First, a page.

And an MOT failure is the last thing you need.

However, if you book an exhaust repair through BookMyGarage, you can avoid this problem! If you notice either of the above engine warning lights, or any of the symptoms listed below, don’t waste time. Enter your reg number and post code into our online booking tool to compare and save on exhaust repair prices near you now!

If you notice any of these warning signs, it’s time to book an exhaust repair near you:

  • Engine runs rough.
  • Increased fuel consumption.
  • Increased emissions.
  • Excessive white smoke
  • Blue smoke
  • Slower acceleration times
  • The engine does not accelerate past a certain RPM (usually idle speed).
  • Your engine cuts out (due to additional backpressure).
  • There is a rattling noise from the exhaust

By catching the problem early, you can preserve your catalytic converter and avoid an MOT failure!  

 

 

How Long Should a Catalytic Converter Last?

Like most car parts, the lifespan of your ‘cat’ is affected by how you drive. Lots of stop-start journeys can wear it out quicker. Short journeys don’t bring the car up to the proper running temperature. This can increase your catalytic converter cost because you have to replace it more often.

However, if you look after your ‘cat’ properly, it should last between 70,000 and 100,000 miles.

 

How Long Does it Take to Replace a Catalytic Converter?

A catalytic converter replacement takes about 1-2 hours on average. It is quite easy to remove the assembly because of its location so the mechanic doesn’t have to disassemble your car. This saves you a lot of time!

For the best price on your ‘cat’ replacement, always choose BookMyGarage. You can compare and save on thousands of garages near you in just a few clicks. Filter by reviews, availability, distance or price to find the best deal on your next exhaust repair! Compare. Save. Job Done.  

 

 

Recap

We want to keep our cars as clean as possible and reduce our carbon footprint in whatever way we can. A catalytic converter plays a significant role in doing so. Here are the three main reasons to look after yours.

  1. An inefficient ‘cat’ increases your exhaust emissions. This can lead to an MOT failure and an expensive repair at an already stressful time.
  2. A replacement part can cost between £150 and £800, depending on the type of vehicle you drive. As a replacement is so expensive, you want to do everything you can to make it last around 100,000 miles, which is the maximum lifespan.
  3. You can suffer severe engine damage if the ‘cat’ becomes faulty. This can lead to a breakdown and a hefty engine repair bill. Book an exhaust repair or inspection instead to avoid these costs and receive peace of mind.

Mandy Weston

Mandy is an ex-mechanic, with 22 years’ experience in the motor industry. As an in-house motoring expert, Mandy is the go-to woman for any relevant questions that our customers have; both garages and drivers. From specific problems with your car to general maintenance, Mandy is a reliable source of information and advice. Her passion for motoring is a huge factor to her success and the huge wealth of knowledge that she has. She now uses her remarkable grasp of the industry to write regular content for our readers to help drivers understand their car better, avoid being ripped off by garages and save money on their motoring requirements.

7 Replies to “How Much Does a Catalytic Converter Cost? (2021)”

  1. Lili hunsaker says: Reply

    Thanks, great information!

  2. Cristina Sturzu says: Reply

    Hello! My question is this “if I buy a van with euro4 or euro5 can I change the catalytic convertor with euro6?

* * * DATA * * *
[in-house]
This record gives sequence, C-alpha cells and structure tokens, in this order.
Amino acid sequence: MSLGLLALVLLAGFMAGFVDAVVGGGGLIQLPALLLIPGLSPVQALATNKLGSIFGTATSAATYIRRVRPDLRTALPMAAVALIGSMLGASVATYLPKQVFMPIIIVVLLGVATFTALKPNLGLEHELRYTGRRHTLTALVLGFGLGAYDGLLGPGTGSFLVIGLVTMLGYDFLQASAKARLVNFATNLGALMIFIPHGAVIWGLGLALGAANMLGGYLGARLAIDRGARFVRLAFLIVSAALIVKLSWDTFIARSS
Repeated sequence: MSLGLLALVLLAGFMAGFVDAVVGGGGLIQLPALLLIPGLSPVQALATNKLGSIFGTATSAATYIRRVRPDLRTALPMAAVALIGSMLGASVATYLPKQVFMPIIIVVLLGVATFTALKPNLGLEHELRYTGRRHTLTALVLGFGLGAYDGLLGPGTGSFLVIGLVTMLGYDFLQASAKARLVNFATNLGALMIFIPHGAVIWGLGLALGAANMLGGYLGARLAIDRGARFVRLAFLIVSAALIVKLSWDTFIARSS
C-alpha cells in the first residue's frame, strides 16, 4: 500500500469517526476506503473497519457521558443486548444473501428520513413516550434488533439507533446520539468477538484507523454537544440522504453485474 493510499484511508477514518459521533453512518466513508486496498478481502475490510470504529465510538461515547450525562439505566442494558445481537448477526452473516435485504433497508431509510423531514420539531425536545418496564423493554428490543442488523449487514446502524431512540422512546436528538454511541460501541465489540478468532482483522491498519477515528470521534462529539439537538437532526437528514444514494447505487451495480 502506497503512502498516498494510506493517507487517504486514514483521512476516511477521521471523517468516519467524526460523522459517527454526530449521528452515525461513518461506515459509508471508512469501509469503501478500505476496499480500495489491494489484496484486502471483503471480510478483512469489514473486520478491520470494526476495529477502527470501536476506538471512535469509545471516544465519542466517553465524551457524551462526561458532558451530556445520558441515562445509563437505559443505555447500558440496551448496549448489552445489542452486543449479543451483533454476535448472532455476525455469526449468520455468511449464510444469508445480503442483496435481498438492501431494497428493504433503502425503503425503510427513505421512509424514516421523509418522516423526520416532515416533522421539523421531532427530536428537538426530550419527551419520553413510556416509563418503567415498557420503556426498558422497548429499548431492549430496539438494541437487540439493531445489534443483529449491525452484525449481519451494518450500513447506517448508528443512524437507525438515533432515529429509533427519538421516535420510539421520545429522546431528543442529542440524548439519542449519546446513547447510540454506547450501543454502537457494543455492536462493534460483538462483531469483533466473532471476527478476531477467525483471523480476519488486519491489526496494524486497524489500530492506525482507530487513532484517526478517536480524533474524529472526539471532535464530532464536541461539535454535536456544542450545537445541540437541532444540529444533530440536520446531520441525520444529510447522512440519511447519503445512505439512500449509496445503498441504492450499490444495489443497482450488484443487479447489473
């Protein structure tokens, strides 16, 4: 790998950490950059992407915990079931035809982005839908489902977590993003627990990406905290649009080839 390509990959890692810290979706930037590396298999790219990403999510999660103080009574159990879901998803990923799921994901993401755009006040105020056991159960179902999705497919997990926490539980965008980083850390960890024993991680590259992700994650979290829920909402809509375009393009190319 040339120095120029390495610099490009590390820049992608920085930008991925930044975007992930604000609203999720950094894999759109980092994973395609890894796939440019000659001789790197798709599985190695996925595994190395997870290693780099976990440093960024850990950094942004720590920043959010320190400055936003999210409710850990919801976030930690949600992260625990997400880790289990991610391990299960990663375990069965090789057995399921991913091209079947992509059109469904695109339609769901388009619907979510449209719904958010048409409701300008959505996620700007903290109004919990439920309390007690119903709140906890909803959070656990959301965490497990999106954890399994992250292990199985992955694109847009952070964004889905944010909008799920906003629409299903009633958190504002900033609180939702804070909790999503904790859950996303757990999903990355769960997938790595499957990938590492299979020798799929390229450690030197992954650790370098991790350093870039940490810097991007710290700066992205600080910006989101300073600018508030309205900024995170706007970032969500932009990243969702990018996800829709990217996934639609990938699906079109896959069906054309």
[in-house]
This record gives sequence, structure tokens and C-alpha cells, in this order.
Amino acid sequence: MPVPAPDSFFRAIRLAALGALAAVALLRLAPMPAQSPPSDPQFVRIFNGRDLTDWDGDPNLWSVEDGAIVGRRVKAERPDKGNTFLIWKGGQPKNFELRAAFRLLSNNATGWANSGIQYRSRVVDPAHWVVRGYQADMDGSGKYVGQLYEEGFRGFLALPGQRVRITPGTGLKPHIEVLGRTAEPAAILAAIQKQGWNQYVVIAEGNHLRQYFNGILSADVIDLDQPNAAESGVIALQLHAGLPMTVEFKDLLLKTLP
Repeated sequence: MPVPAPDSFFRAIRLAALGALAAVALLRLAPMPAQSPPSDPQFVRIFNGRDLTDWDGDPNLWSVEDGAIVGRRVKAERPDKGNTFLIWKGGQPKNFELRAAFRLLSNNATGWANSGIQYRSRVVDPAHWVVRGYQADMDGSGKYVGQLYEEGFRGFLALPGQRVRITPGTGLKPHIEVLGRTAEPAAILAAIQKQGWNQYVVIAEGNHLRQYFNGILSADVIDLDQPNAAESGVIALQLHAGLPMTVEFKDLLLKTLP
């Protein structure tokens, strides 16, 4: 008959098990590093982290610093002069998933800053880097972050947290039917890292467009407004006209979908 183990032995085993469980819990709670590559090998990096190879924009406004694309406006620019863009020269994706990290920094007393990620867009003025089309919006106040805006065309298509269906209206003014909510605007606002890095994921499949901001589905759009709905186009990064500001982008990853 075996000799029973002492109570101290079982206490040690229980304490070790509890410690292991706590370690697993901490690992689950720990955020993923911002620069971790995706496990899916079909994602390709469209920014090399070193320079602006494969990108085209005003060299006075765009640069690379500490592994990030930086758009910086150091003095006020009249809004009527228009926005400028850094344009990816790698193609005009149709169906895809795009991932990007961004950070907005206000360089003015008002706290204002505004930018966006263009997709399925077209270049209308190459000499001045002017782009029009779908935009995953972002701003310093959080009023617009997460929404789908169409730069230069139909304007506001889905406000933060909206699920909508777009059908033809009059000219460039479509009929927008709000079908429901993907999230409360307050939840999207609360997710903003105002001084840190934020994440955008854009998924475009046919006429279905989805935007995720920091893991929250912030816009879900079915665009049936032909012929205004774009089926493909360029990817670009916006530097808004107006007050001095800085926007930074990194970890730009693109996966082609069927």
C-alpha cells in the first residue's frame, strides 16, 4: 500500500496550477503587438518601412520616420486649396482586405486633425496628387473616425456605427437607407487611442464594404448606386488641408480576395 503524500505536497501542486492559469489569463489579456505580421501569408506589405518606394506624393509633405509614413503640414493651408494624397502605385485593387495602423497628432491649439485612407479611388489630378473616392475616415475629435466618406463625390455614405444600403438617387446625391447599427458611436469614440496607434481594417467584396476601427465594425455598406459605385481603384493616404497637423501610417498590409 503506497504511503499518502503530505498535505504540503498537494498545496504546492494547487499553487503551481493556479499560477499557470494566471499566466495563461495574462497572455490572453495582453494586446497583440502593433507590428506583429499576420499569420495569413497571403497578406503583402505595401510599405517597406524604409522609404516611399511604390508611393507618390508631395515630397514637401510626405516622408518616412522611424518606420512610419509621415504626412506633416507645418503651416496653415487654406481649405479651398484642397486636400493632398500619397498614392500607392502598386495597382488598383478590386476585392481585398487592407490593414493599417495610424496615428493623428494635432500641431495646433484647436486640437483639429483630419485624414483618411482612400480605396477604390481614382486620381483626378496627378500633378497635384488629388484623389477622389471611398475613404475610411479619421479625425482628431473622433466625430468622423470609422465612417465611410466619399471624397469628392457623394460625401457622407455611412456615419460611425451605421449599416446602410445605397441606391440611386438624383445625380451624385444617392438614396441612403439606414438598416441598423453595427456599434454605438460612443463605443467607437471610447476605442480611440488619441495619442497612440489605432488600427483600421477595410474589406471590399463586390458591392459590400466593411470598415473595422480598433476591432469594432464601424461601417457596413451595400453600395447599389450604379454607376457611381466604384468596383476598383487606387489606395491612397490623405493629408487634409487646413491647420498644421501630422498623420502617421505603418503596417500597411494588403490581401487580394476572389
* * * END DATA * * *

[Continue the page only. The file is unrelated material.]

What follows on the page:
Thank you!

    1. Mandy Weston says: Reply

      Hi Cristina,

      It is possible to make a diesel van meet the Euro 6 standard but I’m afraid it involves replacing more than just the catalytic convertor. If you just fitted a Euro 6 Cat to your vehicle you will likely find it will still not meet the 80mg/km limit. The limit for Euro 5 was 180mg/km, and Euro 4 was 250mg/km, this is a considerable drop in emissions to achieve.

      For Euro 5 to 6 you could consider a retrofit Selective Catalytic Reduction System (SCR)

      This includes:
      An SCR catalyst
      A Hydrolysis mixing section (A long piece of piping to promote removal of water from the AdBlue)
      AdBlue injectors (more than one may be required depending on the engine)
      A Control System (This controls the temperature pre and post catalyst and NOx output. This is how the adblue system works out volume to inject)

      For Euro 4 to 6 you would also need a diesel particulate filter.

      There are several companies that provide retrofit solutions to meet current Euro 6 standards but shop around as you could be looking in excess of £2500. Considering this extra expense, it’s probably more worthwhile spending a little more money and buying a van that already meets the Euro 6 standard.

      Hope this helps, and don’t hesitate to get back in touch if there’s anything else we can help you with.

  3. Sara Holland says: Reply

    Hi,
    My VW Golf (2008)has recently passed it’s MOT but I’ve been told the flexi pipe to the catalytic converter is leaking slightly. They have advised I get the cat changed at a cost of £1,600. Is this reasonable?
    Many thanks

    1. Mandy Weston says: Reply

      Hi Sara,

      If you just need a flexi-pipe replacement, these are quite inexpensive – you can find an aftermarket part for around £100 and ask a garage to just fit that.

      However, it could be that your catalytic converter is reaching the end of its life. Without knowing the condition of your ‘cat’ or the mileage of your car, £1,600 for a full replacement is a reasonable price. A catalytic converter has a lifespan of around 100,000 miles, so it may be that just replacing the flexi-pipe is not enough at this stage.

      Hope this helps 🙂

  4. Bridgette L Brown says: Reply

    Hey would you by any chance know how much a kia Sedona catalytic converter is worth

    1. Mandy Weston says: Reply

      Hi Bridgette,

      Aftermarket catalytic converters for your Kia Sedona don’t seem too expensive (between £70 and £200 from a motor factor) but it’s hard to be more specific without knowing your vehicle’s age and engine size. I would suggest that you contact some suppliers directly to get an accurate quote for your vehicle.

      Fortunately, the part doesn’t seem too expensive for you 🙂